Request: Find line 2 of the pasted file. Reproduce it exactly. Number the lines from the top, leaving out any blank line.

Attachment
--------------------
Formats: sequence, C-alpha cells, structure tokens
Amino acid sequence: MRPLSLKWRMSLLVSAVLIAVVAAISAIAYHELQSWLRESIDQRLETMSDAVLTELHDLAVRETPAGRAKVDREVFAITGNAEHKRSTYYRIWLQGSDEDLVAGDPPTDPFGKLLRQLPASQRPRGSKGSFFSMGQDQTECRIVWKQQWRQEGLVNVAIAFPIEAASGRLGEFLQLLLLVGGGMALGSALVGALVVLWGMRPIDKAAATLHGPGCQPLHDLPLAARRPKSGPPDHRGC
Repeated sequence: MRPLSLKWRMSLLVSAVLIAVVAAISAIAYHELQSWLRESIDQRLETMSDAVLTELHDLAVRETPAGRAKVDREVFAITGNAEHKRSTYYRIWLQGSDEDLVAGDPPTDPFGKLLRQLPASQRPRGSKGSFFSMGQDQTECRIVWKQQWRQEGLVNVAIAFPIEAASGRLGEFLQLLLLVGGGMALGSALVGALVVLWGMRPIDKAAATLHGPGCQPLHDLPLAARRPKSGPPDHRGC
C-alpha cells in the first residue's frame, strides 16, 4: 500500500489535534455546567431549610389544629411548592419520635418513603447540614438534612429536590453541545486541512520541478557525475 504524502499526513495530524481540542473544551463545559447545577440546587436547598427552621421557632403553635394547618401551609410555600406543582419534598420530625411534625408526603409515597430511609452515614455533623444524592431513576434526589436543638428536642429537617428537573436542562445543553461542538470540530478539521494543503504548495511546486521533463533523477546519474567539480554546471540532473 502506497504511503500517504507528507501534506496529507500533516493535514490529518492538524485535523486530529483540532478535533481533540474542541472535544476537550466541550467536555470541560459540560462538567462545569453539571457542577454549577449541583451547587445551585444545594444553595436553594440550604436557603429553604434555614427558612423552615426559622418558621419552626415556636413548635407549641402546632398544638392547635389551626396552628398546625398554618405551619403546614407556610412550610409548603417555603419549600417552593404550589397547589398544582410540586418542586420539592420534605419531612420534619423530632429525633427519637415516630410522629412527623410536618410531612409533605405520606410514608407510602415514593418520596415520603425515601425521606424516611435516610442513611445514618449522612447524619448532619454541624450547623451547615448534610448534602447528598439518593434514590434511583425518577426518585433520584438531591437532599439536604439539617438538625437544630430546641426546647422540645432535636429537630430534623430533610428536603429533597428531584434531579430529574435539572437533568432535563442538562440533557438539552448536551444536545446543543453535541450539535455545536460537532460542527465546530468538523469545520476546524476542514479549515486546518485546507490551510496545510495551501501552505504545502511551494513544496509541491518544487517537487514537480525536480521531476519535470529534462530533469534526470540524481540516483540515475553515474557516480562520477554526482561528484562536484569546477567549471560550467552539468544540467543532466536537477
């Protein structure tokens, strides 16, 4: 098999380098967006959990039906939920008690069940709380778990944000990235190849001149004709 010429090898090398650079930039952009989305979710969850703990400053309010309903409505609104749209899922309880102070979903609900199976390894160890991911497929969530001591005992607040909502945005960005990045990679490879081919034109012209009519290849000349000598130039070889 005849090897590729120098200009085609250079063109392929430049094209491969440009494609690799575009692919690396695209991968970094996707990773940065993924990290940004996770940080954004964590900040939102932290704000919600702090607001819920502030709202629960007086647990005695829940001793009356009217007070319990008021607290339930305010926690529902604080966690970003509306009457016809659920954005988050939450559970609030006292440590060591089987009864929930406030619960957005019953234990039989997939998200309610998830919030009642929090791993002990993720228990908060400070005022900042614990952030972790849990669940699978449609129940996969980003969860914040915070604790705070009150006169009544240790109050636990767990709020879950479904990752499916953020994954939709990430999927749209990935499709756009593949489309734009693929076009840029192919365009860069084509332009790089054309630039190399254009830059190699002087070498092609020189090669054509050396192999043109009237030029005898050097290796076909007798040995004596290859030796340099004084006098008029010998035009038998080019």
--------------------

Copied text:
Amino acid sequence: MRPLSLKWRMSLLVSAVLIAVVAAISAIAYHELQSWLRESIDQRLETMSDAVLTELHDLAVRETPAGRAKVDREVFAITGNAEHKRSTYYRIWLQGSDEDLVAGDPPTDPFGKLLRQLPASQRPRGSKGSFFSMGQDQTECRIVWKQQWRQEGLVNVAIAFPIEAASGRLGEFLQLLLLVGGGMALGSALVGALVVLWGMRPIDKAAATLHGPGCQPLHDLPLAARRPKSGPPDHRGC